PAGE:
FOC is thought to persist only asexually, as a teleomorph or sexual phase has not been found and no recombinant genotypes have been observed. This means that the survival and dispersal of the disease relies on purely asexual spores and structures. The disease survives in chlamydospores which are produced as the plant dies and can survive in the soil for upwards of 30 years. When the environment is ideal and there are host roots available, these chlamydospores will germinate and hyphae will penetrate the roots, initiating infection. There is in increase in the number of symptomatic plants when inflorescences emerge and the highest disease incidence occurs right before harvest. Once infected, microconidia are produced and present within the vessels of the plant’s vascular system. Macroconidia are another asexual spore that tends to be found on the surface of plants killed by Panama disease. Infection is systemic, moving through the vascular system and causing yellowing and buckling that starts in older leaves and progresses to younger leaves until the entire plant dies.
Gros Michel devastation era
Gros Michel was the only type of banana eaten in the United States from the late 19th century until after World War II. From the beginning,[when?] however, a serious disease was present in the banana plantations of Central America. The problem was first diagnosed in Panama after which it was named. Over several decades, the fungus spread from Panama to neighboring countries, moving north through Costa Rica to Guatemala and south into Colombia and Ecuador.
The banana industry was in a serious crisis, so a new banana thought to be immune to Panama disease was found and adopted, the Cavendish. In a few years, the devastated plantations resumed business as usual, and the transition went smoothly in the American market. Shortly thereafter, Malaysia entered the banana-growing business. Cavendish banana plantations were new to that country in the 1980s, but they rapidly expanded to meet the demand. Thousands of acres of rain forests and former palm oil plantations were shifted to banana production. Within a few years, though, the new plants began to die. It took several years to identify the problem. They found it to be Panama disease, although the Cavendish was then thought to be immune, but was immune only to the strain of the fungus that destroyed the Gros Michel. The version that annihilated the Gros Michel was found in only the Western Hemisphere, but the version found in Malaysian soil was different, and the Cavendish is susceptible to it. It killed and spread faster, inspiring more panic than its earlier counterpart in Panama. The newly discovered strain of F. oxysporum was named tropical race 4 (TR4).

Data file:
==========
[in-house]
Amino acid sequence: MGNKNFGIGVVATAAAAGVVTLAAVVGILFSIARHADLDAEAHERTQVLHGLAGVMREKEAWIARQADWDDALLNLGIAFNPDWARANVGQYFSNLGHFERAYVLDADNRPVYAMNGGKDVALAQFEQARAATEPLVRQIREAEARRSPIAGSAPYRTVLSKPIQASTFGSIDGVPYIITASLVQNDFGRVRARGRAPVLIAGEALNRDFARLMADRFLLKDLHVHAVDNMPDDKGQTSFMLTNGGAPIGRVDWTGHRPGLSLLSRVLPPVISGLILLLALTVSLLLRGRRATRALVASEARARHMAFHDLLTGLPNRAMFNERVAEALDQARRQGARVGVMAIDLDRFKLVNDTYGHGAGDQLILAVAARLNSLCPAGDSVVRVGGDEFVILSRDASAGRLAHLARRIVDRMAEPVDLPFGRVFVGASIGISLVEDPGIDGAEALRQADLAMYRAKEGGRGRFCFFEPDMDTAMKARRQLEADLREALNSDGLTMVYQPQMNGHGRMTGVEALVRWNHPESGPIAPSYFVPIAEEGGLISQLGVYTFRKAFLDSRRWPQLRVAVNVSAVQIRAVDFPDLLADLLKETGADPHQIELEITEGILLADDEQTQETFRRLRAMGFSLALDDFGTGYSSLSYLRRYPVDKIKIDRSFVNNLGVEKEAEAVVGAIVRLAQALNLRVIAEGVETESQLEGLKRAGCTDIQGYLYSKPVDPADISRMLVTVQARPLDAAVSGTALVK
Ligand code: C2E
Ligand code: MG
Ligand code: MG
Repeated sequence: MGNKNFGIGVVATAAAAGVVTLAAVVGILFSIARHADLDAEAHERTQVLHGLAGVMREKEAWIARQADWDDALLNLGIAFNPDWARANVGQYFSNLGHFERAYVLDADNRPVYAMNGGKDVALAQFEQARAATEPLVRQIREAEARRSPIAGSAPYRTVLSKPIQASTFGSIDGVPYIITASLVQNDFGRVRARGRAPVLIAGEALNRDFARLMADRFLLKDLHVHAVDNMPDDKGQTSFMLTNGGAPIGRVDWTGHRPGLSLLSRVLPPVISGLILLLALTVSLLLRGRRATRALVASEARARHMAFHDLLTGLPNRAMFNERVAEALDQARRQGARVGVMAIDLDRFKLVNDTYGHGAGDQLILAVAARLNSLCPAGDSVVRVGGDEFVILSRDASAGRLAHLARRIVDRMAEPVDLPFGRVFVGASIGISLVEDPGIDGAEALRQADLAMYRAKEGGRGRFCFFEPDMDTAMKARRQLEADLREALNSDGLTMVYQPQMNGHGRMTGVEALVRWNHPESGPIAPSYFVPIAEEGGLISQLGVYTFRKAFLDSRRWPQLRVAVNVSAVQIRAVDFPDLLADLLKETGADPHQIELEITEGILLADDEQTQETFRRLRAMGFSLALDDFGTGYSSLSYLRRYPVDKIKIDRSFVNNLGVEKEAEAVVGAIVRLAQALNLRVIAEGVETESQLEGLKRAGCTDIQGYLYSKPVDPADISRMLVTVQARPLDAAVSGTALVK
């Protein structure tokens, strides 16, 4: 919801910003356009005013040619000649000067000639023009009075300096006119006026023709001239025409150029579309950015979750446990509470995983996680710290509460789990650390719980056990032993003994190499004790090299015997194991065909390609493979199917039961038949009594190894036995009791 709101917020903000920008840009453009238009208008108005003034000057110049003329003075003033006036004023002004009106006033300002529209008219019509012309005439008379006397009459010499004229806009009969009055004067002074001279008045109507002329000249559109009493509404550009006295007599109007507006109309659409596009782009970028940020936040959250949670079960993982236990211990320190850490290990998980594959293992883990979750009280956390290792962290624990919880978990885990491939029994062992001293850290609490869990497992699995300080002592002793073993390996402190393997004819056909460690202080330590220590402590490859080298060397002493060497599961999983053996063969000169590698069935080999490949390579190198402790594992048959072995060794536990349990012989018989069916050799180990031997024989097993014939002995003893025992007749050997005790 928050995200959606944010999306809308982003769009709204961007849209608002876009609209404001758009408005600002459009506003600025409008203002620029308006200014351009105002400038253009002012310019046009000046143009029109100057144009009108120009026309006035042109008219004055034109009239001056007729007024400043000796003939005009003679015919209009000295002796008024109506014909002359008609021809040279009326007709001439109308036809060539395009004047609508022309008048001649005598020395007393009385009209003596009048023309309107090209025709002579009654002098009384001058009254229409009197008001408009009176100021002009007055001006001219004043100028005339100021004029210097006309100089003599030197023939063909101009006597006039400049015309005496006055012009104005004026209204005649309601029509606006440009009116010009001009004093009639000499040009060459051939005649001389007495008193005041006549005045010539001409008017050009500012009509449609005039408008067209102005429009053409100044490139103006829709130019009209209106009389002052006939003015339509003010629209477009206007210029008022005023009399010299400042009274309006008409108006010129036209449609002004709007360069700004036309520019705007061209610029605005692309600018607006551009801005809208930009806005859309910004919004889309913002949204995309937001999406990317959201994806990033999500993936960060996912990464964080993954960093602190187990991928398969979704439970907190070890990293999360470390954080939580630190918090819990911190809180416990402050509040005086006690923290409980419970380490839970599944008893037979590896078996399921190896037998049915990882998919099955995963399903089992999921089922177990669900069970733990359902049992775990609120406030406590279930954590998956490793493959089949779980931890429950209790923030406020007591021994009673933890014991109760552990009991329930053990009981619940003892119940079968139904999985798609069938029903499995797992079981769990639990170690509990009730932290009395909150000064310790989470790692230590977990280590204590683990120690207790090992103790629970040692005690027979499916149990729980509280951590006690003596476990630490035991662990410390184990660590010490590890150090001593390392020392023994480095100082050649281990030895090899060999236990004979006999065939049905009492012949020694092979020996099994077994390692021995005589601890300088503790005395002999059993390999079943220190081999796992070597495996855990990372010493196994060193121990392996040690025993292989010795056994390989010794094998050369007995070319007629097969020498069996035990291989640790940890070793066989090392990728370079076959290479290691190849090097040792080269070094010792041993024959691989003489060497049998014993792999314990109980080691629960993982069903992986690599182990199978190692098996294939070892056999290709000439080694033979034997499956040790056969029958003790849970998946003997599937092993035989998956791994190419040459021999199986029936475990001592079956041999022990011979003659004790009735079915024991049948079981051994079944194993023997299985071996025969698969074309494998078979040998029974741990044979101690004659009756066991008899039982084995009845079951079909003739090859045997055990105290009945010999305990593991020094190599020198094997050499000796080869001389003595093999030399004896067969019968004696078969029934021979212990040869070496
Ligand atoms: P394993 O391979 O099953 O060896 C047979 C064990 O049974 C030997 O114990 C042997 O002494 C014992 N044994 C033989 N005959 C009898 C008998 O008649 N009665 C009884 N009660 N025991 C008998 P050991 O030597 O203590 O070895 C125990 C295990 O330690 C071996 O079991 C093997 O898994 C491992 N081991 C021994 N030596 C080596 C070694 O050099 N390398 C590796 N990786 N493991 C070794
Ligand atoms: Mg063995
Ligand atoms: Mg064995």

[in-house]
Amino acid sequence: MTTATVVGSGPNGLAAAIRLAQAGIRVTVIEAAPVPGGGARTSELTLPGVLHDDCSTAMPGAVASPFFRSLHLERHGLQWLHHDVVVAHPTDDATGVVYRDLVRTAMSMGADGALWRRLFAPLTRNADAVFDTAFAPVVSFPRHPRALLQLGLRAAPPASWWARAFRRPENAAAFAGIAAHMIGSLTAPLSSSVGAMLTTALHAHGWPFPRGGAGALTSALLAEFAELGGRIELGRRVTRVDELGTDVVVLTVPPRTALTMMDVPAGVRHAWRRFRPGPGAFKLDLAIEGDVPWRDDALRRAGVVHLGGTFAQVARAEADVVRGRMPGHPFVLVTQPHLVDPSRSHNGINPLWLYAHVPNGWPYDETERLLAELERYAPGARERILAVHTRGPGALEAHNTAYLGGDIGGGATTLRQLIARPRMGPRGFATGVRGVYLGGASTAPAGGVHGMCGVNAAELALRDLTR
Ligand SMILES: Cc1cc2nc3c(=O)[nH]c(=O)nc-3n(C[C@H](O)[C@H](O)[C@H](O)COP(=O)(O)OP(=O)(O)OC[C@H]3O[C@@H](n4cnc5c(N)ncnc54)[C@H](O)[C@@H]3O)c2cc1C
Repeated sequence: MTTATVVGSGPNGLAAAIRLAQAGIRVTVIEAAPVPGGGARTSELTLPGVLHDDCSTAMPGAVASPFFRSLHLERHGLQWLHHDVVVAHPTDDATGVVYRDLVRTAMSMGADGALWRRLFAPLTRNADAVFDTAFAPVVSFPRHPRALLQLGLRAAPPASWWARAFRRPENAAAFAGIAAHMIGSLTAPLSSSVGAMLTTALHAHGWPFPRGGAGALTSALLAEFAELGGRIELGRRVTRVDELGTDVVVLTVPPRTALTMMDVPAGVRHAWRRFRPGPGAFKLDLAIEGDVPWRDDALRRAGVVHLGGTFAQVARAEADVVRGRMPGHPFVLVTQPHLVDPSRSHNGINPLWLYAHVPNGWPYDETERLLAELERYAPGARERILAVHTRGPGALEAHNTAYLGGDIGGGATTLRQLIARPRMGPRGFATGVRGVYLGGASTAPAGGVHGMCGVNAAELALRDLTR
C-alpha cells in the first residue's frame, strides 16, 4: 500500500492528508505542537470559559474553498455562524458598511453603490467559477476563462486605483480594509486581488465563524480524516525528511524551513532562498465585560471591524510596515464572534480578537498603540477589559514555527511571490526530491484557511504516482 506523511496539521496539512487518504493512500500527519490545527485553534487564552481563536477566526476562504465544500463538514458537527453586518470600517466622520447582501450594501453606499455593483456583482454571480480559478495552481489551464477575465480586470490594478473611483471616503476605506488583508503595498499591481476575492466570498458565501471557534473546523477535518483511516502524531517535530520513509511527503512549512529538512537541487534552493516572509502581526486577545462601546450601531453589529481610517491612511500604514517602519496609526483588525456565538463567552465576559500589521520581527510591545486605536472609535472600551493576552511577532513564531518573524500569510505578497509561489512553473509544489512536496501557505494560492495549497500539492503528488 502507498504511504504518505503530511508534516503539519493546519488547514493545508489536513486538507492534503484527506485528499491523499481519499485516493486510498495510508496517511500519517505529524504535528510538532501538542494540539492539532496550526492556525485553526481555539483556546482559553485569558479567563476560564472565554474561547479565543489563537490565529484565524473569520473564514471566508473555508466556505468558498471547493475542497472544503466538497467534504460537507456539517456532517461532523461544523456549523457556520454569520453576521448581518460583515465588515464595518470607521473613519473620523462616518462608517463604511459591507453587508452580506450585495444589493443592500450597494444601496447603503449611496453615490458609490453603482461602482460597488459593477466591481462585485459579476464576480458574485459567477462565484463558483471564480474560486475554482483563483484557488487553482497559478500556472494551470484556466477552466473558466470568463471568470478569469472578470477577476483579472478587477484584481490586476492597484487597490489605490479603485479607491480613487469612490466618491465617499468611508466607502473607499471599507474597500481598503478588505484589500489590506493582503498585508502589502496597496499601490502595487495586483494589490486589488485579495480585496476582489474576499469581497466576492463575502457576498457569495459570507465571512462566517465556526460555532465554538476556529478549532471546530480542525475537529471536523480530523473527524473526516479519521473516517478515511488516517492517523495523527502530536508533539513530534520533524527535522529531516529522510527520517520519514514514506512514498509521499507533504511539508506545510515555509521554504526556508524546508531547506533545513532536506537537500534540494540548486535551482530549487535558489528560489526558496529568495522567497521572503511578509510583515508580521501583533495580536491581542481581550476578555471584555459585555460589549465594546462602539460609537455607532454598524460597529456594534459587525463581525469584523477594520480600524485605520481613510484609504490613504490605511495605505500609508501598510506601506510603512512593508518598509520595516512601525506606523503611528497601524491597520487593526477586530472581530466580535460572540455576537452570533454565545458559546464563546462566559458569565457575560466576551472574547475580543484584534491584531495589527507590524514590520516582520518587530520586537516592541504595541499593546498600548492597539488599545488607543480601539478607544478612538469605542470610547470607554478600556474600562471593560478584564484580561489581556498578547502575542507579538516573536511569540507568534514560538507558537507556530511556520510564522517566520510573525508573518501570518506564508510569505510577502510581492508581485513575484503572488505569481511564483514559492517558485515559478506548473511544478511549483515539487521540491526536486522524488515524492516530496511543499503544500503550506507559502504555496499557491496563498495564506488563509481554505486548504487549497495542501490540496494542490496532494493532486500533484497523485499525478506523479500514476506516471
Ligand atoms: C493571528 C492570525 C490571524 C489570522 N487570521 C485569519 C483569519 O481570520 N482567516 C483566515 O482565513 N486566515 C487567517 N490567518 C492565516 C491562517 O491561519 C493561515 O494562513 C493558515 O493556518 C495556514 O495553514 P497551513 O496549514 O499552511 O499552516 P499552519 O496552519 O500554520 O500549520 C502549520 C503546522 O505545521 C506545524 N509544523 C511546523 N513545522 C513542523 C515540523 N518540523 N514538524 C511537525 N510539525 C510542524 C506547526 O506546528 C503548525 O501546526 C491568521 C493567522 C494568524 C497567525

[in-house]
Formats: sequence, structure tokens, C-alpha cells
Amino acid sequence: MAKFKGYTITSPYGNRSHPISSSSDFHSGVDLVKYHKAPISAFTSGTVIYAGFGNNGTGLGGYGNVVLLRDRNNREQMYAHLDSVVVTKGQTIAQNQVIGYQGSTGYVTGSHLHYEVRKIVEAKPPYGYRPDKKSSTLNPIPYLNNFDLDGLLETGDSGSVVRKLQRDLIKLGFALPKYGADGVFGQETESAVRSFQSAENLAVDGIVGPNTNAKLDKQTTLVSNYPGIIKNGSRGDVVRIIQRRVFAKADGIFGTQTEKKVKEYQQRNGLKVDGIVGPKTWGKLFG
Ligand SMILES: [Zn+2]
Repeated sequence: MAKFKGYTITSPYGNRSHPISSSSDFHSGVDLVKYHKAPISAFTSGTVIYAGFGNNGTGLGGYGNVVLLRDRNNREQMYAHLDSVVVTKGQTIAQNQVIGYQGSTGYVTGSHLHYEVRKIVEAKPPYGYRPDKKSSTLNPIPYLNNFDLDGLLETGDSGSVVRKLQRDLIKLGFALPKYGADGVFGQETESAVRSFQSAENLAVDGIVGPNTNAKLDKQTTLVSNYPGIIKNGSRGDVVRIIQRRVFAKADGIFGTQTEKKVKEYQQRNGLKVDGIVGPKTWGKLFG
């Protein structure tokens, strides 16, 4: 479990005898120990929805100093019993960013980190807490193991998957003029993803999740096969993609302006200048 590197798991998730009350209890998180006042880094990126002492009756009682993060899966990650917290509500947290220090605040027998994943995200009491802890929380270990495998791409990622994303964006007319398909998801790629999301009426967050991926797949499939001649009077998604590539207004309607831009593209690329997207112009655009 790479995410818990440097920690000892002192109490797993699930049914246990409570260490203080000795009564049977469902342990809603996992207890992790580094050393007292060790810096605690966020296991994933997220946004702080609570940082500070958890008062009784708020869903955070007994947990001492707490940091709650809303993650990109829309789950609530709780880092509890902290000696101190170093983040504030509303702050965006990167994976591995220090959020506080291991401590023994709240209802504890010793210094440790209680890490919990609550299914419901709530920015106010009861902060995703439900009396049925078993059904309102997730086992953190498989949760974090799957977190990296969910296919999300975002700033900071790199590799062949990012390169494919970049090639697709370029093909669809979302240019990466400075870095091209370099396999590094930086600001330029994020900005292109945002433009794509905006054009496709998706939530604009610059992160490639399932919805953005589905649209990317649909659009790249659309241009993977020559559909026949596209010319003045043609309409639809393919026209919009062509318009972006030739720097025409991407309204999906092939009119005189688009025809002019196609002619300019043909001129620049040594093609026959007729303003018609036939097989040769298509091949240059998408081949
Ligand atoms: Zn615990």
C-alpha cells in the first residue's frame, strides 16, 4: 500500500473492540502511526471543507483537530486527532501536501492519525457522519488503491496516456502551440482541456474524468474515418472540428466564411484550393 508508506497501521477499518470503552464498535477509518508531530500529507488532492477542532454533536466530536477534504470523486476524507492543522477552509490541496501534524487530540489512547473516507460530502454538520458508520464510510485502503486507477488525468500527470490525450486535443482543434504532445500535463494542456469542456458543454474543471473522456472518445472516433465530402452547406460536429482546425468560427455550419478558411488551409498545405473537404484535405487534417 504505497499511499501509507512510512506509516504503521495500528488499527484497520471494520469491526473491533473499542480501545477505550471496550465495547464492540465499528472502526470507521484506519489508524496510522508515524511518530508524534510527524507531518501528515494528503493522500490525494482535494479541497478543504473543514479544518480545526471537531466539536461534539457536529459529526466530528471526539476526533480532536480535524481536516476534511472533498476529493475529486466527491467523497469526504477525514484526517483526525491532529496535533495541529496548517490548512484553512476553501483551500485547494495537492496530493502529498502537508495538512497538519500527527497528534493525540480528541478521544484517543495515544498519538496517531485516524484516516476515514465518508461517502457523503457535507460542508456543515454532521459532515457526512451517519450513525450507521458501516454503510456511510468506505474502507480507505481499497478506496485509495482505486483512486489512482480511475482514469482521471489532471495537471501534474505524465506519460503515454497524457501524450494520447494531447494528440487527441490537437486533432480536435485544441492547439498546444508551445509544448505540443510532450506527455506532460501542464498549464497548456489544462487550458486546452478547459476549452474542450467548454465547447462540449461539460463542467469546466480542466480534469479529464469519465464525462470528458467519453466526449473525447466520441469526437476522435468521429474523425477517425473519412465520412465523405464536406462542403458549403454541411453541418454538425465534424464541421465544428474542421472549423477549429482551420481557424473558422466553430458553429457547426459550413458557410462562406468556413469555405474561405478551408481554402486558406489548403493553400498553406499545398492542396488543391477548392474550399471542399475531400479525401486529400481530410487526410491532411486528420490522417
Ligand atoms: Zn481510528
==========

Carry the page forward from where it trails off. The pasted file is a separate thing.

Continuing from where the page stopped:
TR4 devastation era
The Fusarium oxysporum f.sp. cubense pathogen affects banana crops worldwide, and its most recently identified variant: Tropical Race 4 (TR4), which emerged in southeast Asia in the 1990s, and has since spread to Cavendish plantations in the Middle East and Africa. To date, it has not reached West Africa or Latin America, but except for quarantine and exclusion, no barrier to its spread have been identified.
In July 2013, members of OIRSA, a Latin American regional organisation for plant and animal health, produced a contingency plan specific to TR4 for its nine member countries (Belize, Costa Rica, Dominican Republic, El Salvador, Guatemala, Honduras, Mexico, Nicaragua and Panama), the plan is only available in Spanish. March 2015 Latin America growers met to create a regional defense effort and planned to meet again in September or October of that year. No specific regional measures are in place. Ecuador growers requested the government to fumigate all container Scientists are trying to modify the banana plant to make it resist Panama disease and many other serious banana afflictions ranging from fungal, bacterial, and viral infections to nematodes and beetles. Researchers are combing remote jungles searching for new wild bananas. Hybrid bananas are being created in the hope of generating a new variety with strong resistance to diseases. Some believe the best hope for a more resilient banana is through genetic engineering, however, the resulting fruit also needs to taste good, ripen in a predictable amount of time, travel long distances undamaged, and be easy to grow in great quantities. Currently, no cultivar or hybrid meets all of these criteria.